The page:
Microsoft may have republished its botched August update, but some Windows 7 users are reportedly still having problems with Windows Update. Fortunately, they've also found a simple solution.
On Wednesday, Microsoft reinstated its August update, which had caused font issues and system crashes on some machines. The problem, however, was that even though the new 2993651 update cleared up the issue, Microsoft still recommended that users manually purge security update 2982791, through a process that involved wading through the registry. And that caused its own set of issues.
A number of threads have cropped up on Microsoft's support site complaining that the update has apparently disabled and/or corrupted Windows Update. Windows IT Pro listed about five, including this thread, which directly addresses the problem.
So far, Microsoft support staff haven't stepped in with an official response, and the original security bulletin shows its most recent update took place on Wednesday. If you're still having problems updating your Windows 7 systems, there are two possible solutions:
First, try downloading the System Update Readiness Tool found near the bottom of the linked page. Microsoft notes the update process could take 10 minutes or so, and your hard disk may be accessed quite a bit during the process.
The easier solution, and the one that seems to work, is simply to change your DNS settings to use Google's DNS servers, with the IP addresses 220.127.116.11 and 18.104.22.168. (If you're not sure how to do this, Google offers a step-by-step guide on its Google DNS page.) This simply tells your computer or router to contact Google rather than your Internet service provider to get the IP address of a web page. If you can't change the DNS settings for your router, you may just have to set them for each Windows computer on your home network.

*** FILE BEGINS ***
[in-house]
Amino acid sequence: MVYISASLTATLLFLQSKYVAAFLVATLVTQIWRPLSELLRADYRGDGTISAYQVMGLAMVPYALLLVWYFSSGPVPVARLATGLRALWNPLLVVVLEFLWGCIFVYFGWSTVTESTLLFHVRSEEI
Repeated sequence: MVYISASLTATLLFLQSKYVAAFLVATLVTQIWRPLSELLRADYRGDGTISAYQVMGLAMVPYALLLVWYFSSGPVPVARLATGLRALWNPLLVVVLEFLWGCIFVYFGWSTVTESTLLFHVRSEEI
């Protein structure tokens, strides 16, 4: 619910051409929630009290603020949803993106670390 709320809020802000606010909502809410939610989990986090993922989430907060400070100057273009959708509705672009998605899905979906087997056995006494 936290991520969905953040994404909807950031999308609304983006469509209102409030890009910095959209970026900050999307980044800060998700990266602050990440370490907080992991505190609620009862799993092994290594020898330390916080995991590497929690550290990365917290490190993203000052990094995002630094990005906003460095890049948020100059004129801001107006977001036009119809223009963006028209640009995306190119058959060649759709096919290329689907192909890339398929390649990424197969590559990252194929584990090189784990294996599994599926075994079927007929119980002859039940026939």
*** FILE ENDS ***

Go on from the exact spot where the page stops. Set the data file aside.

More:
No one seems to be quite sure why this works, only that it does. As Windows IT Pro points out, it might have something to do with the problems that Time Warner Cable customers had accessing Microsoft's Web sites.
Keep in mind that by routing your Internet traffic through Google's servers, you're explicitly telling Google what websites you're visiting and what content you're accessing, instead of your ISP. That may or may not be a concern, depending on your attitudes toward Internet privacy and who you trust with that information.
One alternative to Google's DNS services is OpenDNS, which provides similar services, although mistyped queries are sent to a landing page that will serve you ads. We can't say for certain whether using OpenDNS settings will solve the Windows 7 problem, however.
Nevertheless, if you're still struggling with the recent updates, give it a try.
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